Bob Franken

9/11. How Far We’ve Come. Down

The biggest impediment to my covering 9/11 from near the Pentagon crash site was the wireless phone service. There was almost none, which made reporting this national tragedy way more frantic than it should have been. We got there quickly enough, but anxious viewers had to wait far too long while we struggled with a technical near-meltdown that frustrated any attempt to get out this historic, nightmarish news.

Even worse, vital transmissions between the various police and other emergency first responders were often sporadic, due to disorganized radio and mobile network, overwhelmed to the point coordination was often non-existent.

It’s fair to say that telecommunications have improved since then, although way less than they should have. It’s also fair to say that, in so many other ways, our country has deteriorated since the nation was so tragically united both by patriotism and fear in the rubble of the attacks eight years ago.

Who will forget when the members of Congress stood on the Capitol steps to sing “God Bless America” as a symbol of unity and support for the President of the United States.

Compare that to the spectacle on Wednesday night inside the Capitol when a Congressman shouts “You lie” as the President speaks about health care.

This was a different President, to be sure, and a different time. But it was just eight short years after the September 11th attacks. In the small span, the country’s “all for one, one for all” resolve has been shredded by a “what’s in it for me” mind set that has left our national fabric in tatters.

Fed, perhaps, by the excesses of the heavy handed response to 9/11, including the torture, the unnecessarily intrusive laws and security measures, the deadly and incompetent Iraq misadventure and all the other manipulations by the political opportunists, the nation has become a hotbed of cynicism. Reason and high purpose are overwhelmed by those who serve their own low ambitions by bringing the frightened and misinformed to a frenzy.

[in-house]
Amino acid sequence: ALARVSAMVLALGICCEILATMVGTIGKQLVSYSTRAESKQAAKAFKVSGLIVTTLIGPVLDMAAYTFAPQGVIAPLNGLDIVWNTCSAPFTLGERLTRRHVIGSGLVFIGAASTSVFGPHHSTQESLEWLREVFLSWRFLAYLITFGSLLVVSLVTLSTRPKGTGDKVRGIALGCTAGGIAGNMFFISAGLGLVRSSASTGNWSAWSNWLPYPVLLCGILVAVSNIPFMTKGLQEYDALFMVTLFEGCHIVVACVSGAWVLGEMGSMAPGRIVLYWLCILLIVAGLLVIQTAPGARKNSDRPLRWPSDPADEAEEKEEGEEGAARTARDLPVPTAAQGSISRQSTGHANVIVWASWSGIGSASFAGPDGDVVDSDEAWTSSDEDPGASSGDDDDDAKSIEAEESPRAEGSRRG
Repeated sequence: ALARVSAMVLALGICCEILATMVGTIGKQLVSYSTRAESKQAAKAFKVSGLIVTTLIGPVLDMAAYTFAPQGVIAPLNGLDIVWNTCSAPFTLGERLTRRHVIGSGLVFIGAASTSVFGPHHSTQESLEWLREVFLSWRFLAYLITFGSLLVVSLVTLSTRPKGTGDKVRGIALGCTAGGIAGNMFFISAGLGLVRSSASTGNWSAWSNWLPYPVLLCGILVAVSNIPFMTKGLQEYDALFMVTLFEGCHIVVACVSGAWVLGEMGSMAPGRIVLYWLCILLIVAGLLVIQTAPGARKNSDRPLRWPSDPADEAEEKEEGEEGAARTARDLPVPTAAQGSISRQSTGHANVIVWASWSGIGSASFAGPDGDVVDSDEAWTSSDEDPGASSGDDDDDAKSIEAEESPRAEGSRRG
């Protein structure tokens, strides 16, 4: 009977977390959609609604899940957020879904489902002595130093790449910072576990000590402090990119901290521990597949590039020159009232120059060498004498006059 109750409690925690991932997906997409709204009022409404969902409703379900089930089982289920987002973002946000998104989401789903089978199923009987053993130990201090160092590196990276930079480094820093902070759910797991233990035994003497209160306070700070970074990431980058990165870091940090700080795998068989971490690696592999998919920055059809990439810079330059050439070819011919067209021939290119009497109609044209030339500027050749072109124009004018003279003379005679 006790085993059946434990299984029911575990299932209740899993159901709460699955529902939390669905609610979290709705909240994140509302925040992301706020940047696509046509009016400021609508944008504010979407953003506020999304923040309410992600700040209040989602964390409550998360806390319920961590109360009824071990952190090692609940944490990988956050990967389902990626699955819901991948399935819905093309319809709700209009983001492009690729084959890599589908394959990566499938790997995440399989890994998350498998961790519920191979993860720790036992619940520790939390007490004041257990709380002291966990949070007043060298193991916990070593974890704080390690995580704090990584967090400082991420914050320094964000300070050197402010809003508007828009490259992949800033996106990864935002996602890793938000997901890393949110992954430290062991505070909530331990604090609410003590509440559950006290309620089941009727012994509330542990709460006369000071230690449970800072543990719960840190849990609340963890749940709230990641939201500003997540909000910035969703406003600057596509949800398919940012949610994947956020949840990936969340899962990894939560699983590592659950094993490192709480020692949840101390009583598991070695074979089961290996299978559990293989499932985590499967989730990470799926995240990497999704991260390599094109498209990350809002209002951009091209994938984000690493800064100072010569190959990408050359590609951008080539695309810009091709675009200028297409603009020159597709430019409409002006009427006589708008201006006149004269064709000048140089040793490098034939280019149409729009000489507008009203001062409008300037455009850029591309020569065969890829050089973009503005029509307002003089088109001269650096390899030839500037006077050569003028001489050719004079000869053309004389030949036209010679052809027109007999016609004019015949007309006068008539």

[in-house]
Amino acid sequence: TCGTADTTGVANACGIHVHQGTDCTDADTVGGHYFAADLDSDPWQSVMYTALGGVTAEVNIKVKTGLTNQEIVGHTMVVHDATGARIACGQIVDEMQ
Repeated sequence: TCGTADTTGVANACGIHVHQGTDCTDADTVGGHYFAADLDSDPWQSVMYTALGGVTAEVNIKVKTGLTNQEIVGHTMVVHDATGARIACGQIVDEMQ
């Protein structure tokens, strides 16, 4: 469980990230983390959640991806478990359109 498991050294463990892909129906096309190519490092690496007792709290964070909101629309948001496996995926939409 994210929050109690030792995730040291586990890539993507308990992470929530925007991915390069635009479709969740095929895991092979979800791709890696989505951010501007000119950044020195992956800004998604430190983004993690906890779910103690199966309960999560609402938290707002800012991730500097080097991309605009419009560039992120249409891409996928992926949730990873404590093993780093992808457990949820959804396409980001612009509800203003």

Something as obvious as the need for health care reform is rolled over by what President Obama described in his address as “…the same partisan spectacle that only hardens the disdain many Americans have toward their own government.”

How sad it is that this “disdain” causes us to expect the worst from our leaders because they so often deliver it. Sadder still is how it leads us to a scorn so deep that we flat out reject the possibility of any positive change.

The nation is nearly paralyzed by the operators the frustrated President described as those who “score short-term political points, even if it robs the country of our opportunity to solve a long-term challenge.”

So the question is far more basic than whether one side or the other has the best approach to health care. It is whether are capable of agreeing at all or whether we are now hopelessly stuck in division, more often than not, created and exploited by the ones who profit from them.

Maybe, in this day of memorials the best one would be a return to the fleeting resolve to all be in this together. For that we will once again have to turn our backs on the hate and fear that make any sort of communication with each other impossible.

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